Diagnosis and control of African Swine Fever (ASF) is very critical in Asia and Africa because of the current outbreaks. This disease spreads rapidly and is very difficult to control. In the affected countries, it has already diminished international trade, nutrition of people and their economy. It is very important to prevent the entry of African Swine Fever Virus (ASFV) to the USA and Canada. When the opportunity came to me to study African Swine Fever, I couldn’t resist the challenge. Now I am working with a team led by Dr. Aruna Ambagala to help the scientists in Ghana to diagnose ASFV infections so that they can control this endemic disease and stop it from spreading in the world and particularly entering North America.

We are starting from the ground up to develop a modular biosecurity level 3 laboratory in Takoradi, Ghana to transfer knowledge and technology for effective diagnostic testing. I am learning the diagnostic techniques myself as well so, my training in Canada will translate to Ghana when I travel there next year to install equipment and start in-person training.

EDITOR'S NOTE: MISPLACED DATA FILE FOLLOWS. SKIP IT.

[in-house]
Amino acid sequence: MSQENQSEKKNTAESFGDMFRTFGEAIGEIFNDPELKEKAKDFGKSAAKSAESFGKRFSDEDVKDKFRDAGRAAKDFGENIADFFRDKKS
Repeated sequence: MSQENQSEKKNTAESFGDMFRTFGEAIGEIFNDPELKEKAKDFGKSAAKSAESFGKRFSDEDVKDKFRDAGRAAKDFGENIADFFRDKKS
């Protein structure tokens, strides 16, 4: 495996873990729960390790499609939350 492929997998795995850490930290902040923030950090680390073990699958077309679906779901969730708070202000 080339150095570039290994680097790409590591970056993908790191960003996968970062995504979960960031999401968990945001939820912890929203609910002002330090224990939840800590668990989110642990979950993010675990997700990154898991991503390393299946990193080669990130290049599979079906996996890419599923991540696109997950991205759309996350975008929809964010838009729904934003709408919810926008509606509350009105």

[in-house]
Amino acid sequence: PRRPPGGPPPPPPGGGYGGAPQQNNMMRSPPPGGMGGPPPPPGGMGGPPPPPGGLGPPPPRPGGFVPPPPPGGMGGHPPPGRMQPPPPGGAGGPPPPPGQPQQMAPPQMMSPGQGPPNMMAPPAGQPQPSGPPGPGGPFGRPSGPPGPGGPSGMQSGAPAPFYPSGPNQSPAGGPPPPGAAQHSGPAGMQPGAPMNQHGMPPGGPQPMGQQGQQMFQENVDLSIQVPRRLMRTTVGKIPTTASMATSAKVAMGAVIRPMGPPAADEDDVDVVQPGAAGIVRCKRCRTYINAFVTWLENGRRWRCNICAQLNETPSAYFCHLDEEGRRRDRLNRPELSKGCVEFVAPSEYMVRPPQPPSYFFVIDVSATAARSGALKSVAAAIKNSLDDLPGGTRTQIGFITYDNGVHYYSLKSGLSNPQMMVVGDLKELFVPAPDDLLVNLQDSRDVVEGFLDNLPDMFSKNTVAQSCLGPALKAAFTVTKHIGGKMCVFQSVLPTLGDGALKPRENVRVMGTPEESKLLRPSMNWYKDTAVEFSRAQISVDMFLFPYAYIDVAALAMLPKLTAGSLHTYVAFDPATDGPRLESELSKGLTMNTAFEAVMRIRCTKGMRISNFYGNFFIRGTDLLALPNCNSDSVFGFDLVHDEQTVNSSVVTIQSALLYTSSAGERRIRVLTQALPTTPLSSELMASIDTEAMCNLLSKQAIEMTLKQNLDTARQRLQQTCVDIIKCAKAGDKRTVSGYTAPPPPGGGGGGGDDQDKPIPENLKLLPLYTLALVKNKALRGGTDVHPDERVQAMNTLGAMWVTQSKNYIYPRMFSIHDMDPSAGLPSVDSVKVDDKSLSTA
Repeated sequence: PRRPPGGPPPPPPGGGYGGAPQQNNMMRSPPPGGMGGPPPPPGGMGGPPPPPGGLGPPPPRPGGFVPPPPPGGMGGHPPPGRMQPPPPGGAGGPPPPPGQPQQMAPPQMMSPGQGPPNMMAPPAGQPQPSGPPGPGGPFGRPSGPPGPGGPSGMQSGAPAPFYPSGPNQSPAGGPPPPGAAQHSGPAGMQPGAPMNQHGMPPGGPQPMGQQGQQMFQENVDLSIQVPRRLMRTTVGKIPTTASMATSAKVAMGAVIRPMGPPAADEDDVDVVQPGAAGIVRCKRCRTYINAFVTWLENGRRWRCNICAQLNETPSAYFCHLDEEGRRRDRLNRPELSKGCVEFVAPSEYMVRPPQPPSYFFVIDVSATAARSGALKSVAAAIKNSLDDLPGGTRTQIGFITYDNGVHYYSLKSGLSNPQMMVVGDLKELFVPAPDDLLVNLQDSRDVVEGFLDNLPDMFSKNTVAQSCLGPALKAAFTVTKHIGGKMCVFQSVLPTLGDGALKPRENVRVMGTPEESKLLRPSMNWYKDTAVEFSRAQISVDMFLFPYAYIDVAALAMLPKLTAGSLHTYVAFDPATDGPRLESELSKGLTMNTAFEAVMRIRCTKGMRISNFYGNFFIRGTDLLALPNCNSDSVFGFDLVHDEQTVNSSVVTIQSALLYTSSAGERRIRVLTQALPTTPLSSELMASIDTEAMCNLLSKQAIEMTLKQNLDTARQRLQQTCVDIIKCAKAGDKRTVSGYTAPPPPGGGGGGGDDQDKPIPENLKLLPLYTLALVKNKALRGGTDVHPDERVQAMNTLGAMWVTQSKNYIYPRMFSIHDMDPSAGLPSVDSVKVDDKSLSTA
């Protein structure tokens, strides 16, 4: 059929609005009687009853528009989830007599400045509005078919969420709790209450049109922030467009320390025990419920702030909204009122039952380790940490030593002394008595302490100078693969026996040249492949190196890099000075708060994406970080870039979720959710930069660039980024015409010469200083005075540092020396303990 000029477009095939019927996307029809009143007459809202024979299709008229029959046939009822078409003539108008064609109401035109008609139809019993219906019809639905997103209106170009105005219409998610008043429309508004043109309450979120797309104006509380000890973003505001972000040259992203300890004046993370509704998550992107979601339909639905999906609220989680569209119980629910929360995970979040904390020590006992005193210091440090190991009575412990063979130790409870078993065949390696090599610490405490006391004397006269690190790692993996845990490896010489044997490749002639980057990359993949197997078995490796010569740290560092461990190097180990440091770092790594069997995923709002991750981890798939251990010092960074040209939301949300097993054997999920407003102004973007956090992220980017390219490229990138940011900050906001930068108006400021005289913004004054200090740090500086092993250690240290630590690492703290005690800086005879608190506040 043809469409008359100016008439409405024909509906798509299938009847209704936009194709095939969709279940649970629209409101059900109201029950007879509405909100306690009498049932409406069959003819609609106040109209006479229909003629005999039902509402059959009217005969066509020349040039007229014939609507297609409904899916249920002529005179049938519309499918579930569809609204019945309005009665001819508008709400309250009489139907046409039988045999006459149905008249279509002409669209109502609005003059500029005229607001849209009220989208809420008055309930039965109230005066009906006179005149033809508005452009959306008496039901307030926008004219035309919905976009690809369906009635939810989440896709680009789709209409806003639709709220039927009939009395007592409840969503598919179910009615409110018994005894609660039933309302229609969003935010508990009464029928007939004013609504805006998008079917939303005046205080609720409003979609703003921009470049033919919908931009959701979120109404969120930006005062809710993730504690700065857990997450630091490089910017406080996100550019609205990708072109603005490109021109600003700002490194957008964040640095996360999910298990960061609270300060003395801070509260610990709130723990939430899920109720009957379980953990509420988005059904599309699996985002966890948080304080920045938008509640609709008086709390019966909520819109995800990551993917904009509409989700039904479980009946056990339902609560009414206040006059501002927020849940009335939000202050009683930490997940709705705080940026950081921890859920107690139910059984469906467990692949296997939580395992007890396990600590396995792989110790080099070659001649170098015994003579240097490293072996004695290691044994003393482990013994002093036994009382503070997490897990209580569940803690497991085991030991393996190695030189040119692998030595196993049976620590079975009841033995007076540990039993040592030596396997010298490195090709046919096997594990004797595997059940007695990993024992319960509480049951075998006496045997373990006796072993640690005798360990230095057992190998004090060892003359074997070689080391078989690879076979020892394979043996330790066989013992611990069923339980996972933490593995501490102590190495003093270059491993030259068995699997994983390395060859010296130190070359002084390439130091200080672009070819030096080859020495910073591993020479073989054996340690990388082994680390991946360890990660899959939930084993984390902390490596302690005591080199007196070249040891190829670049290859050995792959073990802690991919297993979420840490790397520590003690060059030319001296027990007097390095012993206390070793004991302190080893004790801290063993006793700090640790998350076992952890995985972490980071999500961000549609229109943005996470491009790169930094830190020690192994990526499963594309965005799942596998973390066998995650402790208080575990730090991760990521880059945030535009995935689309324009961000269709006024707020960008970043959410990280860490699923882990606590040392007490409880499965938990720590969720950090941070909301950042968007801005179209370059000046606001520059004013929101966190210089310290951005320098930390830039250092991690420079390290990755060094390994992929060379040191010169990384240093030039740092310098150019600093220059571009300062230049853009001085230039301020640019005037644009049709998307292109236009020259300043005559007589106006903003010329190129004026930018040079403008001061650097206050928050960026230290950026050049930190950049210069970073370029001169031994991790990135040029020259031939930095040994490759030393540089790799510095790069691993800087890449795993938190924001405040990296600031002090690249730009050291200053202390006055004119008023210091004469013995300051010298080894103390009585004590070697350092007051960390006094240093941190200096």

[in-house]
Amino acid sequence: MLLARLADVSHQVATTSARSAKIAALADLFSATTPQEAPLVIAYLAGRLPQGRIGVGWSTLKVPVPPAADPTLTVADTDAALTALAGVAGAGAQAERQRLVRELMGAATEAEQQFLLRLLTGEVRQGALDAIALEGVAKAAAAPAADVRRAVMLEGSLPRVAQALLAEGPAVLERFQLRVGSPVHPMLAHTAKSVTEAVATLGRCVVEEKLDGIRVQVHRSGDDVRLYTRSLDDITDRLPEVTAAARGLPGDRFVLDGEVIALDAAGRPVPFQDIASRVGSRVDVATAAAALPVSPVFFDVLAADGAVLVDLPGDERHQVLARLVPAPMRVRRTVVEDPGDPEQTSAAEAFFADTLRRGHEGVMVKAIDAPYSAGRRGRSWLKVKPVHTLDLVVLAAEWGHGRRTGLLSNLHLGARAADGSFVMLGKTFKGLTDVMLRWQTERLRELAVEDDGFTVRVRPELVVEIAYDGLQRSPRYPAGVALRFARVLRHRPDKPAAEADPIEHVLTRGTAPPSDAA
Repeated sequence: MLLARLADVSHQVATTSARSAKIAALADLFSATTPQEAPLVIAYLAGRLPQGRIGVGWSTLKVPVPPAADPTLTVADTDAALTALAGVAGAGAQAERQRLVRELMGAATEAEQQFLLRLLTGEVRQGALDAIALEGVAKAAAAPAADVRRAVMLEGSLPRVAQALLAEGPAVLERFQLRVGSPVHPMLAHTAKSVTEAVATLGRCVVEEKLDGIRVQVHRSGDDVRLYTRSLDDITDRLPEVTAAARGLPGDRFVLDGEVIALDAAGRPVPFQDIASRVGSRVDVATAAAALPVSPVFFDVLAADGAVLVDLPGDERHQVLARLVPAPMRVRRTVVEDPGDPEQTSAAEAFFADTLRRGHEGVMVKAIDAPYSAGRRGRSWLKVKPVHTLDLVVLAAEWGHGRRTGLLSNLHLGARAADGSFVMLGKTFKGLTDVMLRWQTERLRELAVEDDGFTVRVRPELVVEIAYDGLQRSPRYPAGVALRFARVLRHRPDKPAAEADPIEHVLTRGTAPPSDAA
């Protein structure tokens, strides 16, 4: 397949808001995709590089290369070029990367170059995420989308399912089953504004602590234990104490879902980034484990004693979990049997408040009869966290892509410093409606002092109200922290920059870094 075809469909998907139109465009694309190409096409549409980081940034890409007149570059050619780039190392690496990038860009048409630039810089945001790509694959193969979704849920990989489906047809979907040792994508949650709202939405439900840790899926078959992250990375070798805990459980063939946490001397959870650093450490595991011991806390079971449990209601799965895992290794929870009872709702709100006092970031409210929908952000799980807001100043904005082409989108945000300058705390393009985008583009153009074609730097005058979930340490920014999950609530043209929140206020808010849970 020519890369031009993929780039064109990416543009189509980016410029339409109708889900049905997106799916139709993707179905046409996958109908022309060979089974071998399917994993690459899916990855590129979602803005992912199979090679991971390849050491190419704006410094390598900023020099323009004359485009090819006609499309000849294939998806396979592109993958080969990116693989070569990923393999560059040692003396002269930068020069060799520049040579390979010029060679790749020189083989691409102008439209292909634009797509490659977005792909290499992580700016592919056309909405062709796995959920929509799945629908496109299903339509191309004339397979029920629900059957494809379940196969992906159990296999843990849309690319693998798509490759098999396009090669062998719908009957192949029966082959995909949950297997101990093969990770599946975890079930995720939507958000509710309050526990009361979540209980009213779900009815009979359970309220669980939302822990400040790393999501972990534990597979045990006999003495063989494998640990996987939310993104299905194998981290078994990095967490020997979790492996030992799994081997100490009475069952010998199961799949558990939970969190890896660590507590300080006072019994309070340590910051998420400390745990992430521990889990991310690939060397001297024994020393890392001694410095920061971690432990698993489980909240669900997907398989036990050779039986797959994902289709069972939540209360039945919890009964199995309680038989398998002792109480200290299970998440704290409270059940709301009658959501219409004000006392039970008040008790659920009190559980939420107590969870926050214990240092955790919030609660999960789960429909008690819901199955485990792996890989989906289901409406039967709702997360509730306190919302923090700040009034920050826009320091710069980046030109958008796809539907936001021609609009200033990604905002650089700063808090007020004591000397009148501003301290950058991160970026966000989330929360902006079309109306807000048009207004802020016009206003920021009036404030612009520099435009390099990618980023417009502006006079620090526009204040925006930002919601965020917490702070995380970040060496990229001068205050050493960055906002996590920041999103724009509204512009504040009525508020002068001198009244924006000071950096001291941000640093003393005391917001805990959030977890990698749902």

What career advice would you give to your younger self? 

Don’t change anything. Follow your gut feeling. If you can follow your passion, your gut knows what’s best!

What has been the impact of winning the BioOne Ambassador Award? 

Winning the award has been very motivating for me. It motivated me to write and publish my research. I was recognized highly; news of the Award spread and I had numerous people congratulate me. 

It also gave me a kick to wake up every day with a big smile, and to know that the hard work I do as a graduate student is appreciated. 


If you are in the field of biology and are early in your career, or looking for a new position, we invite you to search the BioOne Career Center job board and/or post your resume - all free of charge!